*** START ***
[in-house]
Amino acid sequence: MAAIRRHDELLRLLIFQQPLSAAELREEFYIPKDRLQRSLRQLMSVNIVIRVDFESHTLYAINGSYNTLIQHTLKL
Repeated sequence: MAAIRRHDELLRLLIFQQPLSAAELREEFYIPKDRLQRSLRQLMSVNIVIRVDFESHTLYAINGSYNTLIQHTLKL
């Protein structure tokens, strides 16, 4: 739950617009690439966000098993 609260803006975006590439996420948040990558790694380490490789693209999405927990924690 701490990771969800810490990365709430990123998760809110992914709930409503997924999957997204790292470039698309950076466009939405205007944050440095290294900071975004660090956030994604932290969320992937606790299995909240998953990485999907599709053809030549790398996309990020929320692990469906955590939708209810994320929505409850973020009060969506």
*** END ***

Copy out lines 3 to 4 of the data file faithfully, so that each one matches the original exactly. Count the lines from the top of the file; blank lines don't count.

Repeated sequence: MAAIRRHDELLRLLIFQQPLSAAELREEFYIPKDRLQRSLRQLMSVNIVIRVDFESHTLYAINGSYNTLIQHTLKL
């Protein structure tokens, strides 16, 4: 739950617009690439966000098993 609260803006975006590439996420948040990558790694380490490789693209999405927990924690 701490990771969800810490990365709430990123998760809110992914709930409503997924999957997204790292470039698309950076466009939405205007944050440095290294900071975004660090956030994604932290969320992937606790299995909240998953990485999907599709053809030549790398996309990020929320692990469906955590939708209810994320929505409850973020009060969506």